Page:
WHO Officials Focus on Vaccine as H1N1 Spreads
"For the first time in humanity, we are seeing, or we may be seeing, pandemic influenza evolving in front of our eyes," WHO Director-General Dr. Margaret Chan told a meeting of her U.N. agency's World Health Assembly in Geneva.
But Chan says she is not raising the world swine flu alert level just yet. The epidemic is in "a grace period" with the WHO alert remaining at phase 5 out of a possible six for the last month. She told the WHO's annual assembly that no one can say how long this period will last.
Chan says the danger now is that the swine flu virus could mix with other flu strains and become more dangerous.
"Unlike the avian virus, the new H1N1 virus spreads easily from person to person, spreads rapidly within a country once it becomes established, and is spreading rapidly to new countries. We expect this pattern to continue," she said.
Chan said H1N1 may pose a particular risk when it mixes with the H5N1 avian flu virus, which is now "entrenched" in poultry in several countries.
"No one can say how this avian virus will behave when pressured by large numbers of people infected with the new H1N1 virus," she said.
Britain, Japan, China and other nations urged WHO to change the way it decides to declare a pandemic, saying the agency must consider how deadly the virus is, not just how fast it is spreading.
The debate arose as WHO began its annual meeting, a five-day event attended by hundreds of health experts from the agency's 193 member nations. The focus of the summit will be to discuss how to fight the virus with vaccines and drugs, as well as what would trigger the WHO to declare a full pandemic.
Also Monday, the Centers for Disease Control and Prevention reported that the new strain is circulating in 48 U.S. states and has showed no signs of abating, with five deaths and more than 5,000 confirmed cases. Around the globe, the virus has been confirmed in 8,829 people in 40 countries, killing 74 — mostly in Mexico.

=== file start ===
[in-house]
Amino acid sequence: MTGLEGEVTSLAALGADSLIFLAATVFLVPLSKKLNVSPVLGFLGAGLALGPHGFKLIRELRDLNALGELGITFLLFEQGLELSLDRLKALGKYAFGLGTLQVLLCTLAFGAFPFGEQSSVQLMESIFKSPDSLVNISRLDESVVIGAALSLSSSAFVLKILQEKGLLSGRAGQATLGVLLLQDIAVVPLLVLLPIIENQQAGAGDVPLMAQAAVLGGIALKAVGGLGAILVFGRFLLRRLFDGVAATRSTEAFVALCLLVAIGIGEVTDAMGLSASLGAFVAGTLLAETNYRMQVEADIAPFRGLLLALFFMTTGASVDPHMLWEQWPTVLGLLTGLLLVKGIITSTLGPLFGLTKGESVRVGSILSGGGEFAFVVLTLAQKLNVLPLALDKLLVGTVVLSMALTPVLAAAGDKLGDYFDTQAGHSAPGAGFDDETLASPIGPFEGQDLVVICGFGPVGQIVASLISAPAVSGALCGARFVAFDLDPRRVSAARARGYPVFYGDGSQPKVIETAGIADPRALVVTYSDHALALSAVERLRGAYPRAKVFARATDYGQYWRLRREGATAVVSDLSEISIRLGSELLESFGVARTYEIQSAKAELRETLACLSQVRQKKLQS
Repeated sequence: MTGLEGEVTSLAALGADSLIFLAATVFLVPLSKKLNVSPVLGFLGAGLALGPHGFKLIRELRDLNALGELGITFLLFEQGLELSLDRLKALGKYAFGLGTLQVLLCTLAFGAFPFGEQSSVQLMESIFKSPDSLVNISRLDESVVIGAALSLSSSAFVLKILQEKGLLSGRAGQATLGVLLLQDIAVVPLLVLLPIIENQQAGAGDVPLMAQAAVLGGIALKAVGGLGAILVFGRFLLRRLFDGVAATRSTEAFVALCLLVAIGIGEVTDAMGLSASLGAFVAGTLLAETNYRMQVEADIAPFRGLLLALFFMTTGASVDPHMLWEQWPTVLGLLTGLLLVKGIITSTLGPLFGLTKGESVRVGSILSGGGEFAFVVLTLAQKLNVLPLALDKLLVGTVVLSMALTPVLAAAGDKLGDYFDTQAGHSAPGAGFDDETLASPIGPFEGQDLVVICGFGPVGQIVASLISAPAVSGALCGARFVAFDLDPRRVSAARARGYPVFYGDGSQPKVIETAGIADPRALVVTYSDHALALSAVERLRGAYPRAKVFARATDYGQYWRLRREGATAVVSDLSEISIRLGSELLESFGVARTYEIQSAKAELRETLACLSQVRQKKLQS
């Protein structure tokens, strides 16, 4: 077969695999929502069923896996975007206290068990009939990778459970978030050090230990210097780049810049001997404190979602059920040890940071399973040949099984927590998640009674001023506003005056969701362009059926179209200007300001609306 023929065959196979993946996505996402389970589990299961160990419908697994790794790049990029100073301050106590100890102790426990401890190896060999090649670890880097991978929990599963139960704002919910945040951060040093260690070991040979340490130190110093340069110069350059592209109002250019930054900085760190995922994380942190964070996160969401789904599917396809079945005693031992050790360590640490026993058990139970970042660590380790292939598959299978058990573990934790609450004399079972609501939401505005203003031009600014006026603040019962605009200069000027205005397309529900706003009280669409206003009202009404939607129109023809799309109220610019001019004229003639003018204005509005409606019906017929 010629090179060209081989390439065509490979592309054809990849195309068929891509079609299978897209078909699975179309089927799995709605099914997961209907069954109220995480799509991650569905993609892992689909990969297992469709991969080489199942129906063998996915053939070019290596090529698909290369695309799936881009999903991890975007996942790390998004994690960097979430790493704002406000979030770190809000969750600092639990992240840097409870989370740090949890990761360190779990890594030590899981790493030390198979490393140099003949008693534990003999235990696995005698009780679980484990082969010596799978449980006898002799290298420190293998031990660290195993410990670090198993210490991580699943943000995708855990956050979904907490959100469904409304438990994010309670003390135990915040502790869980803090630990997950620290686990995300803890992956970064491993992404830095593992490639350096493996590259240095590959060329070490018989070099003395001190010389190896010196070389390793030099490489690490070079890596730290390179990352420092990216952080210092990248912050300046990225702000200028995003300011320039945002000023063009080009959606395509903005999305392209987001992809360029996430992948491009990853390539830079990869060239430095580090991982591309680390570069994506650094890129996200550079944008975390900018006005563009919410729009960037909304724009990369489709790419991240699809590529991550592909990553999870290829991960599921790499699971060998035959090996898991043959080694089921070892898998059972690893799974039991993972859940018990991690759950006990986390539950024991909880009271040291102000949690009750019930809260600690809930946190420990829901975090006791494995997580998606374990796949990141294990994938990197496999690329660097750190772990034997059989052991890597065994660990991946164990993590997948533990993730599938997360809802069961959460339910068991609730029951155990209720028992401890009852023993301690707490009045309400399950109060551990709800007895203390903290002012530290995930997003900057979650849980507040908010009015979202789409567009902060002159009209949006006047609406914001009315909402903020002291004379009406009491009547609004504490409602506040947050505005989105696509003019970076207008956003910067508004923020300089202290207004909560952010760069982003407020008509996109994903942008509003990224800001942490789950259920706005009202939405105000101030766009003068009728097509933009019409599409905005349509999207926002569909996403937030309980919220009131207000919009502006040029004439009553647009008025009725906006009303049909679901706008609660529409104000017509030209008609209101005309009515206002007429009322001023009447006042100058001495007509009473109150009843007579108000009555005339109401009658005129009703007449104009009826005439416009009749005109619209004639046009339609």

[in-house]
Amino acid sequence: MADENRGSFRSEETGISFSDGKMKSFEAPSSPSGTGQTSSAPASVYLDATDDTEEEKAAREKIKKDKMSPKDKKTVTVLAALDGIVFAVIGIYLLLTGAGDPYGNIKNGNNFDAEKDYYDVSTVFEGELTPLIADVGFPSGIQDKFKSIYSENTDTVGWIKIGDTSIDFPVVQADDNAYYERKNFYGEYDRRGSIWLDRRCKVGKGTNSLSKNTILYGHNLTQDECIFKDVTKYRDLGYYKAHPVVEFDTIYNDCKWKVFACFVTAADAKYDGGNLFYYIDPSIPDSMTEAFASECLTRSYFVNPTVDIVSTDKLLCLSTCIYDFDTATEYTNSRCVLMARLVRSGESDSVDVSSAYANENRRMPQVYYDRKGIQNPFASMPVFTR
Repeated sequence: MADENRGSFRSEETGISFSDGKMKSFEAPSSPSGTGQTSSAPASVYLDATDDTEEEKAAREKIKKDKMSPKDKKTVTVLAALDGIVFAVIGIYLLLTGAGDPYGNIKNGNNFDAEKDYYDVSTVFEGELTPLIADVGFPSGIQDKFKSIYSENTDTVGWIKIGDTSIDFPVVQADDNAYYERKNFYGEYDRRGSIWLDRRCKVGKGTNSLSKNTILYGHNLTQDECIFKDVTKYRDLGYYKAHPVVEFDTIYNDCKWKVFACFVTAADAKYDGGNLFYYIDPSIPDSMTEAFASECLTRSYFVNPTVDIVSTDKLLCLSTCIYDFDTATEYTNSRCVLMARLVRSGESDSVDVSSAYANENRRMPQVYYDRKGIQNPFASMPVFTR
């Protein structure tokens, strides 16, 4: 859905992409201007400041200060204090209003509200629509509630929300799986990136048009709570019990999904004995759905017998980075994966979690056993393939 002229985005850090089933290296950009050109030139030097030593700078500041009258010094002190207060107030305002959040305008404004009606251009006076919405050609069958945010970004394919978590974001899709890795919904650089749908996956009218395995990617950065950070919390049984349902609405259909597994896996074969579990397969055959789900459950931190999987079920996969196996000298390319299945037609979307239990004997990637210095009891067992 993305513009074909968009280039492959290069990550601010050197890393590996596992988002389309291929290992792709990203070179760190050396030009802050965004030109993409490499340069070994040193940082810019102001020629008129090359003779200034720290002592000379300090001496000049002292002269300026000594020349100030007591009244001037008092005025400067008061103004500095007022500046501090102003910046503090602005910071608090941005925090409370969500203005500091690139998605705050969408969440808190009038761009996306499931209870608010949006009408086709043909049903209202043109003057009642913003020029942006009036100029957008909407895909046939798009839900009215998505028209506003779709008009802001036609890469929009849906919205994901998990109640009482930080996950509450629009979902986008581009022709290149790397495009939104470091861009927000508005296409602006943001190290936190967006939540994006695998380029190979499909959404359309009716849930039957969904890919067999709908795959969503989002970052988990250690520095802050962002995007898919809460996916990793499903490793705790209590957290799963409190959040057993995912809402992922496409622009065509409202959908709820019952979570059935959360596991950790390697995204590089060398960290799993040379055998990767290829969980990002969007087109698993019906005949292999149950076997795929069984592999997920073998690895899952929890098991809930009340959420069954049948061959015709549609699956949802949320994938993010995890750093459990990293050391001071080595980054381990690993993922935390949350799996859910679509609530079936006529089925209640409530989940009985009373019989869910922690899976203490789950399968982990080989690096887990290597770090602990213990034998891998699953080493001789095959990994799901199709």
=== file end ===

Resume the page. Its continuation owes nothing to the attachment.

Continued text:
Experts have said more than 100,000 people are likely infected with the virus, which appears mild but is still worrisome since most patients are young adults, teens and children.
Last month, WHO raised its global pandemic alert level to 5 on a 6-point scale in response to the spread of H1N1 in North America, which has had 95 percent of the nearly 9,000 confirmed infections to date.
WHO has said it is watching the situation in Japan closely, but it was not clear yet whether the outbreak, the largest outside the Americas, would trigger a move to level 6.
Under WHO rules, signs that the disease is spreading in a sustained way in a second region of the world would prompt a declaration that a full pandemic is under way. Other large clusters have been seen in Spain and Britain.
A WHO designation of phase 6 flu would put countries on even higher alert about the flu strain and give more impetus to pharmaceutical efforts to fight it.
Chan and U.N. Secretary-General Ban Ki-moon will meet top pharmaceutical executives on Tuesday to discuss their ability to make vaccines to fight the strain. Delegates will seek an agreement on how samples of the virus should be handled and shared with pharmaceutical companies.